THERE were 269 years and five months between the two greatest chances to break the Union. Had Prince Charles Edward Stuart and the Jacobites won the Battle of Culloden, then he might have listened to those many advisers who had urged him to stay in Edinburgh the previous year and proclaim the end of the Union. The Duke of Cumberland (below) and the Hanoverian government army won the day, however, and the Union survived, strengthened by the many Scots who sided with the government and set the scene for the establishment and growth of the British Empire, in which many Scots played a huge part. The next opportunity to end the Union was on September 18, 2014.

As I have shown over the last few weeks, contrary to its promoters in modern times, until 1746 the Union was very far from robust. Soon, I will return to one particular episode, the Porteous Riots of 1736, to show how fragile the Union had been at times.

The National:

I wrote at length about the bloody aftermath of Culloden in November 2018, and have no wish to return to that painful subject which I now refer to as the Massacre of the Glens. Subscribers and non-subscribers alike can view it in The National’s archive.

Out of those dreadful times came one shining beacon of light – how the people of the Highlands and Islands showed immense courage, enduring loyalty and proper morality in aiding their Bonnie Prince to escape to the Continent. It’s one of the great romantic stories of Scottish history, but first let me set the scene by briefly summarising the events in the weeks after Culloden.

Cumberland stayed in Inverness and supervised the horrendous treatment of the people in that area. English troops under his direct command carried out atrocity after atrocity in the search for Charles and the remaining Jacobites, but they were joined Scots, many of whom were Highlanders themselves. John Campbell, the 4th Earl of Loudoun, along with George Munro of Culcairn, co-founder of the Black Watch regiment in 1725, led the companies of independent Highlanders – Campbells and MacDonalds – who were loyal to King George II on raids into Lochaber and Shiramore. English dragoons roamed far and wide, killing indiscriminately. They were led by General Hawley, the loser at the Battle of Falkirk Muir, whose fury for revenge knew no bounds – he duly earned the nickname Hangman Hawley.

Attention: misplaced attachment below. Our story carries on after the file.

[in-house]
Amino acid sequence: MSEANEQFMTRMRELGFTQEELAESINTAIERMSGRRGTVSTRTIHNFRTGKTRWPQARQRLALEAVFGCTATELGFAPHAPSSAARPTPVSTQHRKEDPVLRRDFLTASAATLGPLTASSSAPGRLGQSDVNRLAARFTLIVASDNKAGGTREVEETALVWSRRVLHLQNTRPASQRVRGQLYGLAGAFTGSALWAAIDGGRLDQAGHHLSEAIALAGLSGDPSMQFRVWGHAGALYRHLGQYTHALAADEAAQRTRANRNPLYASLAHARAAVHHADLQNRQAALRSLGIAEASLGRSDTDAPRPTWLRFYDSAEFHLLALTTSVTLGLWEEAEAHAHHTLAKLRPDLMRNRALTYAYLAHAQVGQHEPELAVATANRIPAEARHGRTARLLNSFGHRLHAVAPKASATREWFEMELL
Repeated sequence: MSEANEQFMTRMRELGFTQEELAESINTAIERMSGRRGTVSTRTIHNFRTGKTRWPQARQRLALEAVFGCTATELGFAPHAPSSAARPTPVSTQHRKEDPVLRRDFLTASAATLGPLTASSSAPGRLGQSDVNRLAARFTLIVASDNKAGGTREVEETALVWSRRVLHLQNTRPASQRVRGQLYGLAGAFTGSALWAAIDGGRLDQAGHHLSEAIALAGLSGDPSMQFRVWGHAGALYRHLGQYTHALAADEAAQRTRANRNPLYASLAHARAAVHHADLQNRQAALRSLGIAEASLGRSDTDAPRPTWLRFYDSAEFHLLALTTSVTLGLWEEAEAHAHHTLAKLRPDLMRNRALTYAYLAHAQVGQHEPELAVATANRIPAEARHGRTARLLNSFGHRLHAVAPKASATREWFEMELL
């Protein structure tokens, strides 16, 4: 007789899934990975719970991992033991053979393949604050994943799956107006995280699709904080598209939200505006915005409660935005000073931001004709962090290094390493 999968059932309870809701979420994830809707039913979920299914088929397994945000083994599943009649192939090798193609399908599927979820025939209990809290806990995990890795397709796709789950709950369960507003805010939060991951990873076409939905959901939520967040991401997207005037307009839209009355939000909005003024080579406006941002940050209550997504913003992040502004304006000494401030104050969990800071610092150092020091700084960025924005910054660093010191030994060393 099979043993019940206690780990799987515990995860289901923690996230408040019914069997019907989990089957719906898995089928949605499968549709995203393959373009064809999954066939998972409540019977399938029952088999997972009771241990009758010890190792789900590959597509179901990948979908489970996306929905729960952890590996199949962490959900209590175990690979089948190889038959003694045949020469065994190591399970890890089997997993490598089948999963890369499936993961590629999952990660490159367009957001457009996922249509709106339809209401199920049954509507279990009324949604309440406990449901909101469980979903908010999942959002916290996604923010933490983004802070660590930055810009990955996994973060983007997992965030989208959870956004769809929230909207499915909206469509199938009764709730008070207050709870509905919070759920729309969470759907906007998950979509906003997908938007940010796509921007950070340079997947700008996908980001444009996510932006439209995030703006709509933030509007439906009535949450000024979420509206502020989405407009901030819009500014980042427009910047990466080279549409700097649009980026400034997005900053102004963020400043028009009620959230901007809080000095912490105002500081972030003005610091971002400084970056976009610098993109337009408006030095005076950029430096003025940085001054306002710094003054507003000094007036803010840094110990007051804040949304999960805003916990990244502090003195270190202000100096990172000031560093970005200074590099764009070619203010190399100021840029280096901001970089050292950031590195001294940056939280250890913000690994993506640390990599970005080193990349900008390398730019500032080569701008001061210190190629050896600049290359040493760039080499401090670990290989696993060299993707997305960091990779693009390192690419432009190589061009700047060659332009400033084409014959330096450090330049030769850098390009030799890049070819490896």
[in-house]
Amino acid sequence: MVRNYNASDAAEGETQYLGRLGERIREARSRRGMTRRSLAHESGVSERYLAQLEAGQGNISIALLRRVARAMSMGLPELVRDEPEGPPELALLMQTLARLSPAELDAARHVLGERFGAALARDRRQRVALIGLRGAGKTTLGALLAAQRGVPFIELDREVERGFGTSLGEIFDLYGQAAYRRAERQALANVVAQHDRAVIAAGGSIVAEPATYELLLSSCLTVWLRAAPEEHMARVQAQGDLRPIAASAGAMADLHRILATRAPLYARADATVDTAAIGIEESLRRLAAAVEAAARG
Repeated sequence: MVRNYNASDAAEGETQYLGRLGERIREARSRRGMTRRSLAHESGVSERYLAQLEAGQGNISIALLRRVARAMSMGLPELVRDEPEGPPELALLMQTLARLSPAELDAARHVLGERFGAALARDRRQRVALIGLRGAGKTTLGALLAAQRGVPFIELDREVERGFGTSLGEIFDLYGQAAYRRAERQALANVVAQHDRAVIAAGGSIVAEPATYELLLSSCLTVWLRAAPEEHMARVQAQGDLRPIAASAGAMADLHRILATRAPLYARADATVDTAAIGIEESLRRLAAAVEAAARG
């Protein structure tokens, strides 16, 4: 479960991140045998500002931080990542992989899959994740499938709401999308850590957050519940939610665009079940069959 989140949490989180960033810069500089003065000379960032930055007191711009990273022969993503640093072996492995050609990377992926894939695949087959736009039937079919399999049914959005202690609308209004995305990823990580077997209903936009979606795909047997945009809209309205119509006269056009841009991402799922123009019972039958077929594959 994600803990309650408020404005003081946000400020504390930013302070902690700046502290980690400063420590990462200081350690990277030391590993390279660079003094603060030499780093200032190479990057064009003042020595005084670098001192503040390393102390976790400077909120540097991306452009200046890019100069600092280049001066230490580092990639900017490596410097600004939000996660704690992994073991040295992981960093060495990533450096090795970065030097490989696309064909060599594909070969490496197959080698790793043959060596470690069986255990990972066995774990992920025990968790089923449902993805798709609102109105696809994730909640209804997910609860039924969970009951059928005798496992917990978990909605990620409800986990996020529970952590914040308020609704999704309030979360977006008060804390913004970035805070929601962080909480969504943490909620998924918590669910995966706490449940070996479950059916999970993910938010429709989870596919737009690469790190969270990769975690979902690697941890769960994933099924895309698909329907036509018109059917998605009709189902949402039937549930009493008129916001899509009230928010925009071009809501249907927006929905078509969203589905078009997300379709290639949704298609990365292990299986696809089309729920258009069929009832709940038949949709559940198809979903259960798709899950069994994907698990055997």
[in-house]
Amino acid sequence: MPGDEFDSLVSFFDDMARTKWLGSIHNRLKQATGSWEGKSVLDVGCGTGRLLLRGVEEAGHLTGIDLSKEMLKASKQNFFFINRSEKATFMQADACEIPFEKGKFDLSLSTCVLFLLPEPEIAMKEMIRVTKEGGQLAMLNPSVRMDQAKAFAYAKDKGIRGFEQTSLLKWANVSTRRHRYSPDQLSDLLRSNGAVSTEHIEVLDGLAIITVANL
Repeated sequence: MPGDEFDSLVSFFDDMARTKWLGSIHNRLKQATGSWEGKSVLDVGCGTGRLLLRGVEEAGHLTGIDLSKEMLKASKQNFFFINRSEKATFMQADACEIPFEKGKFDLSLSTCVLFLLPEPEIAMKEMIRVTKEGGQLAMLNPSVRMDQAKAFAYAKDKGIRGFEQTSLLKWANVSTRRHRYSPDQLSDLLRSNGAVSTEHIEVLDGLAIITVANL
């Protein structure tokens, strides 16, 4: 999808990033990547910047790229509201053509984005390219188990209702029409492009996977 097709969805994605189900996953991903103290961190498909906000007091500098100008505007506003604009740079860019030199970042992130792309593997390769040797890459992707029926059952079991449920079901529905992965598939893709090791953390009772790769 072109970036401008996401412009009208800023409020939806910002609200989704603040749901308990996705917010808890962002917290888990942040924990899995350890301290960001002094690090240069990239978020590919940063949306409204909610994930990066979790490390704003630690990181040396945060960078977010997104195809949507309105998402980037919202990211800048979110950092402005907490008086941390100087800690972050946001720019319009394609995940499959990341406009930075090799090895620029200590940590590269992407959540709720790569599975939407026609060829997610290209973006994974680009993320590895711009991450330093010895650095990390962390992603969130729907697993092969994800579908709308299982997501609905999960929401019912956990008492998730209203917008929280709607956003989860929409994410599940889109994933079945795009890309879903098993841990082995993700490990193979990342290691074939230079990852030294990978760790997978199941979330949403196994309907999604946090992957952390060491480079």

READ MORE: Stinking Billy and the undisguised genocide that followed Culloden

Anyone suspected of harbouring the prince was arrested, tortured, and usually hanged to save a bullet. Cumberland went south in late July and was given a rapturous welcome – he was given the Freedom of Glasgow, Edinburgh and Dundee and the General Assembly of the Church of Scotland paid him a generous tribute, while Scottish universities queued up to give him honorary degrees. He was cheered all the way to London, with Handel composing See the Conqu’ring Hero Comes in his honour.

Let me quickly finish his story: when news emerged of the genocide that he had attempted, English Tories turned against him and it was they, not the Scots, who called him Butcher. Cumberland returned to Flanders and the Netherlands to resume the campaign against the French, but lost the Battle of Lauffeld. On October 18, 1748, the Treaty of Aix-la-Chapelle ended the War of the Austrian Succession and confirmed the right of succession of the House of Hanover.

During the Seven Years War, in July 1757 he lost to the French at the Battle of Hastenbeck and then he signed the Convention of Klosterzeven in September 1757, promising to evacuate his family’s “home” province of Hanover. He was promptly called home by his father, King George II, who sacked his own son and cancelled the agreement. Humiliated, Cumberland never served in the army again and suffered a stroke in 1760, dying five years later at the age of 44.

Cumberland’s butchery in the Highlands had set the tone for how the United Kingdom dealt with the Jacobite prisoners. As Magnus Magnusson recounts in Scotland: The Story of a Nation: “Of the total of 3471 Jacobite prisoners, 120 were executed: most by hanging, drawing and quartering, four by beheading because they were peers of the realm – the privilege of rank. Of the remainder, more than 600 died in prison; 936 were transported to the West Indies to be sold as slaves, 121 were banished “outside our Dominions”; and 1287 were released or exchanged.”

If we go along with the generally accepted figure of 1200 Jacobite dead on the battlefield of Culloden, then it seems that double that number of battle survivors later died at “British” hands. As for the death toll in Cumberland’s genocidal rampage in the Highlands and Islands, the estimates vary from a few thousand to a number well in excess of 10,000. Nobody kept records.

THE most famous person to escape death at Culloden was undoubtedly Bonnie Prince Charlie himself.

Much has been written about his lack of generalship and his failure to properly command an army, which comprised Irish and French soldiers, as well as the thousands of Highlanders who had won such glory at Prestonpans. No-one can doubt, however the prince’s extraordinary personal courage. As the Jacobite army collapsed at Culloden, he wanted to stay and rally his troops, but his Irish adviser, Colonel John William O’Sullivan, practically wrenched the reins of his horse from Charles’ hands and hurried him off the field.

It was the start of a quite remarkable journey for the prince, one that has passed into legend. How Charles was hunted across the Highlands and Islands and survived – often sleeping rough – to escape to France reads even now like a thrilling novel.